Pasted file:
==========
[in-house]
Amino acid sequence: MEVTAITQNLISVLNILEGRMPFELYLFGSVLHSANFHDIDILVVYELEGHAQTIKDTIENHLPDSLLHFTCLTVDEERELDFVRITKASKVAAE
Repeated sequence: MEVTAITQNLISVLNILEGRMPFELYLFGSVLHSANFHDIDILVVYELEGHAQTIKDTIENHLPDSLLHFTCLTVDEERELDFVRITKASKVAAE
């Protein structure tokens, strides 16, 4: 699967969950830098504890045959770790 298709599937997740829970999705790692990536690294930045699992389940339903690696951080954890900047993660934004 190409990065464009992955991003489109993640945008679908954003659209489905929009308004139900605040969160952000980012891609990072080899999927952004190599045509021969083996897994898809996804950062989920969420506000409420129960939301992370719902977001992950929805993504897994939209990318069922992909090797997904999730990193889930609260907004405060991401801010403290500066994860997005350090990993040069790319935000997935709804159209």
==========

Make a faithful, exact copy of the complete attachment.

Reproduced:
[in-house]
Amino acid sequence: MEVTAITQNLISVLNILEGRMPFELYLFGSVLHSANFHDIDILVVYELEGHAQTIKDTIENHLPDSLLHFTCLTVDEERELDFVRITKASKVAAE
Repeated sequence: MEVTAITQNLISVLNILEGRMPFELYLFGSVLHSANFHDIDILVVYELEGHAQTIKDTIENHLPDSLLHFTCLTVDEERELDFVRITKASKVAAE
């Protein structure tokens, strides 16, 4: 699967969950830098504890045959770790 298709599937997740829970999705790692990536690294930045699992389940339903690696951080954890900047993660934004 190409990065464009992955991003489109993640945008679908954003659209489905929009308004139900605040969160952000980012891609990072080899999927952004190599045509021969083996897994898809996804950062989920969420506000409420129960939301992370719902977001992950929805993504897994939209990318069922992909090797997904999730990193889930609260907004405060991401801010403290500066994860997005350090990993040069790319935000997935709804159209």